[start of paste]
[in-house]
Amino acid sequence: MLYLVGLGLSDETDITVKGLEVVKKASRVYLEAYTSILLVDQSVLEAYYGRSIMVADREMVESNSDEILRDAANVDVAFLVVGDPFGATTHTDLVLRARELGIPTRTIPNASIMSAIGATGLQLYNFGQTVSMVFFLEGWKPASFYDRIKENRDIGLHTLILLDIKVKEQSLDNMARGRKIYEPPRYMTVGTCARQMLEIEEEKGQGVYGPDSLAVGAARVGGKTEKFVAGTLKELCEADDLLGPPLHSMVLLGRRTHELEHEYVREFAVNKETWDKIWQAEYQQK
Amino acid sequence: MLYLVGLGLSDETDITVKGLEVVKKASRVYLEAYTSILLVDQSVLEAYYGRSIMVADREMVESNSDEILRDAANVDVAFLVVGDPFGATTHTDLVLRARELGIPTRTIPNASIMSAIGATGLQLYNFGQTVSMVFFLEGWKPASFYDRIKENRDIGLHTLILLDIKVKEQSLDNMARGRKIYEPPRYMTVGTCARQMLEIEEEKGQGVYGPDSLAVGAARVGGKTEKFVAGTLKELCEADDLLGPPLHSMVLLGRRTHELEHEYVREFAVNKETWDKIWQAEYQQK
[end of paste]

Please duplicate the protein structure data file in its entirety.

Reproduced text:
[in-house]
Amino acid sequence: MLYLVGLGLSDETDITVKGLEVVKKASRVYLEAYTSILLVDQSVLEAYYGRSIMVADREMVESNSDEILRDAANVDVAFLVVGDPFGATTHTDLVLRARELGIPTRTIPNASIMSAIGATGLQLYNFGQTVSMVFFLEGWKPASFYDRIKENRDIGLHTLILLDIKVKEQSLDNMARGRKIYEPPRYMTVGTCARQMLEIEEEKGQGVYGPDSLAVGAARVGGKTEKFVAGTLKELCEADDLLGPPLHSMVLLGRRTHELEHEYVREFAVNKETWDKIWQAEYQQK
Amino acid sequence: MLYLVGLGLSDETDITVKGLEVVKKASRVYLEAYTSILLVDQSVLEAYYGRSIMVADREMVESNSDEILRDAANVDVAFLVVGDPFGATTHTDLVLRARELGIPTRTIPNASIMSAIGATGLQLYNFGQTVSMVFFLEGWKPASFYDRIKENRDIGLHTLILLDIKVKEQSLDNMARGRKIYEPPRYMTVGTCARQMLEIEEEKGQGVYGPDSLAVGAARVGGKTEKFVAGTLKELCEADDLLGPPLHSMVLLGRRTHELEHEYVREFAVNKETWDKIWQAEYQQK